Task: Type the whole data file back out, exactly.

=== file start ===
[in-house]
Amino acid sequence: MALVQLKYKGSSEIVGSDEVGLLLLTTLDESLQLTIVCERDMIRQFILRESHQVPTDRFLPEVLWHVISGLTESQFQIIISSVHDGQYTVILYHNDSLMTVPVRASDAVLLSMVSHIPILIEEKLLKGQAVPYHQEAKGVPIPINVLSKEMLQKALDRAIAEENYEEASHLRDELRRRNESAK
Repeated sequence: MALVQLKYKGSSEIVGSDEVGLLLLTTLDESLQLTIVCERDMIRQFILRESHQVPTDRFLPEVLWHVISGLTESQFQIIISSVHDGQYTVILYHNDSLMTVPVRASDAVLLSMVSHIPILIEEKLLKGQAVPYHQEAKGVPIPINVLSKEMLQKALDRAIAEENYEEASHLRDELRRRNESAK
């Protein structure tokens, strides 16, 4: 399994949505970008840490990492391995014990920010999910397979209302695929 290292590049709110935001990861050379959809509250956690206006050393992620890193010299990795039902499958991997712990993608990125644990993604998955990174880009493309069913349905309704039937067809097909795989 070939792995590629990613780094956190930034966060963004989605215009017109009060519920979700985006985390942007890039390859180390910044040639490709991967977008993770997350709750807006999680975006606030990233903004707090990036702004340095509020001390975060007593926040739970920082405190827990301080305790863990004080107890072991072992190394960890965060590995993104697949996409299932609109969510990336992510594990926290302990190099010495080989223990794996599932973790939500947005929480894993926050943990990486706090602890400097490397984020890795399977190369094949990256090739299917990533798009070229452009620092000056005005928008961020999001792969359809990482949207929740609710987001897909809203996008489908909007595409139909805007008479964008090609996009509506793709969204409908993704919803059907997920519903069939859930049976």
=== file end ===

[in-house]
Amino acid sequence: MALVQLKYKGSSEIVGSDEVGLLLLTTLDESLQLTIVCERDMIRQFILRESHQVPTDRFLPEVLWHVISGLTESQFQIIISSVHDGQYTVILYHNDSLMTVPVRASDAVLLSMVSHIPILIEEKLLKGQAVPYHQEAKGVPIPINVLSKEMLQKALDRAIAEENYEEASHLRDELRRRNESAK
Repeated sequence: MALVQLKYKGSSEIVGSDEVGLLLLTTLDESLQLTIVCERDMIRQFILRESHQVPTDRFLPEVLWHVISGLTESQFQIIISSVHDGQYTVILYHNDSLMTVPVRASDAVLLSMVSHIPILIEEKLLKGQAVPYHQEAKGVPIPINVLSKEMLQKALDRAIAEENYEEASHLRDELRRRNESAK
């Protein structure tokens, strides 16, 4: 399994949505970008840490990492391995014990920010999910397979209302695929 290292590049709110935001990861050379959809509250956690206006050393992620890193010299990795039902499958991997712990993608990125644990993604998955990174880009493309069913349905309704039937067809097909795989 070939792995590629990613780094956190930034966060963004989605215009017109009060519920979700985006985390942007890039390859180390910044040639490709991967977008993770997350709750807006999680975006606030990233903004707090990036702004340095509020001390975060007593926040739970920082405190827990301080305790863990004080107890072991072992190394960890965060590995993104697949996409299932609109969510990336992510594990926290302990190099010495080989223990794996599932973790939500947005929480894993926050943990990486706090602890400097490397984020890795399977190369094949990256090739299917990533798009070229452009620092000056005005928008961020999001792969359809990482949207929740609710987001897909809203996008489908909007595409139909805007008479964008090609996009509506793709969204409908993704919803059907997920519903069939859930049976």